I read that there was a Space Quest 7 under development, although it was still very early, and the team was still working on other projects. I was hooked. I checked the website every few days looking for any news or leaks about the new game. I even emailed Leslie one weekend, asking about some feature and if it might be in the game.

She was kind enough to reply, and I excitedly forwarded the result to Jess, owner of the premier Space Quest website of the day- About an hour later, I emailed Jess again, my better judgement taking over as I realized that Leslie probably hadn’t intended her comments to be public.

A few months later, Leslie posted the following open letter.

To the Friends and Fans of Space Quest:
As you all know, the path to Space Quest 7 has been long and bumpy, and we were never sure what we would find at the end of the road. The decision has been made, after much soul-searching and agonizing, to put Space Quest 7 on hold indefinitely.
The joy for the team has been in the journey. We’ve made many friends out there, and it has been quite heartening to know that Roger Wilco has so many fans. I look forward to continuing the friendships I’ve developed over the last year. But Sierra is in the process of many changes, and we had to take a hard look at whether a Space Quest 7 project made sense. Unfortunately for those of us who love Roger and his stupid antics, other projects just have more to offer both to the company and to our customers in general at this time.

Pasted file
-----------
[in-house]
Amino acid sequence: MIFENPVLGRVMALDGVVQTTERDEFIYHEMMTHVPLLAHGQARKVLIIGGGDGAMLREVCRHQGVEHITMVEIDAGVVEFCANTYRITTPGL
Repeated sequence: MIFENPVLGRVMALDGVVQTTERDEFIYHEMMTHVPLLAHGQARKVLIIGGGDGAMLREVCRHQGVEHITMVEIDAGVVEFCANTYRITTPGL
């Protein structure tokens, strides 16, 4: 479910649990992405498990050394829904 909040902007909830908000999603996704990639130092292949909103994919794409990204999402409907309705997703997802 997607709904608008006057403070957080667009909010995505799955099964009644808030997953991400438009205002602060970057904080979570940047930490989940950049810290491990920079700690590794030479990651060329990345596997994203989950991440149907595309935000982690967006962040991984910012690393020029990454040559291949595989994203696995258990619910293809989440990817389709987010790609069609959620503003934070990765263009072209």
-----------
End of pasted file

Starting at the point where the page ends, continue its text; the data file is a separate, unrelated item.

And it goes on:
Please don’t worry about the team. We will all move to other projects at Sierra On-Line. Many of us will go over to the Babylon 5 space combat game, which will be coming out in Holiday 1998. Others will go over to the B5 adventure game, which will also come out in 1999. Both of these products will reflect Sierra’s commitment to excellence in space games, and I hope you’ll consider playing them if you have the opportunity.
I am sending this email to those of you who have sent me mail lately. Please pass the information on to any Space Quest fans I inadvertently omitted.
Finally, don’t be sad for Roger. Just think of him as weary from making us laugh for all these years, ready for a break from his adventures. He and la Wankmeister want to settle down, raise a family. And perhaps as we look up in the sky, a distant star will remind us that somewhere, in a distant galaxy, Roger Wilco is probably getting pantsed.
Thanks again for all your support,
The Space Quest Team
-Leslie Balfour
-Scott Murphy
I was frustrated, hurt and disappointed. There was a campaign to try to save SQ7, and it was even mentioned in InterAction magazine, but ultimately, the new owners of Sierra weren’t interested anymore. The game was dead.
I stopped following Space Quest online for a few years.. There was nothing more to follow, really. The series, as fun as it had been, was over.  As much as I enjoyed the game, there was no more news. Space Quest was no more.